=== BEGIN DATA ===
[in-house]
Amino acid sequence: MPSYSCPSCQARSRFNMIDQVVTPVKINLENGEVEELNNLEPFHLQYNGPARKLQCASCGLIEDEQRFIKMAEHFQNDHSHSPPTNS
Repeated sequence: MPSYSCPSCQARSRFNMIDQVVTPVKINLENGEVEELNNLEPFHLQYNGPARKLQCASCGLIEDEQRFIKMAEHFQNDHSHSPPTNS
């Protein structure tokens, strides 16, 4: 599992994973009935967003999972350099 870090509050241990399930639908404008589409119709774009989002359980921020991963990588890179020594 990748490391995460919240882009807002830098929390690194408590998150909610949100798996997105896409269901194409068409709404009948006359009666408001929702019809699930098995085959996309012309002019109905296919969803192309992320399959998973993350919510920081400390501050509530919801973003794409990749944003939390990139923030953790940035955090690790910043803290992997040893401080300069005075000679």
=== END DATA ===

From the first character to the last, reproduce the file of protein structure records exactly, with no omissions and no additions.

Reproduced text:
[in-house]
Amino acid sequence: MPSYSCPSCQARSRFNMIDQVVTPVKINLENGEVEELNNLEPFHLQYNGPARKLQCASCGLIEDEQRFIKMAEHFQNDHSHSPPTNS
Repeated sequence: MPSYSCPSCQARSRFNMIDQVVTPVKINLENGEVEELNNLEPFHLQYNGPARKLQCASCGLIEDEQRFIKMAEHFQNDHSHSPPTNS
């Protein structure tokens, strides 16, 4: 599992994973009935967003999972350099 870090509050241990399930639908404008589409119709774009989002359980921020991963990588890179020594 990748490391995460919240882009807002830098929390690194408590998150909610949100798996997105896409269901194409068409709404009948006359009666408001929702019809699930098995085959996309012309002019109905296919969803192309992320399959998973993350919510920081400390501050509530919801973003794409990749944003939390990139923030953790940035955090690790910043803290992997040893401080300069005075000679």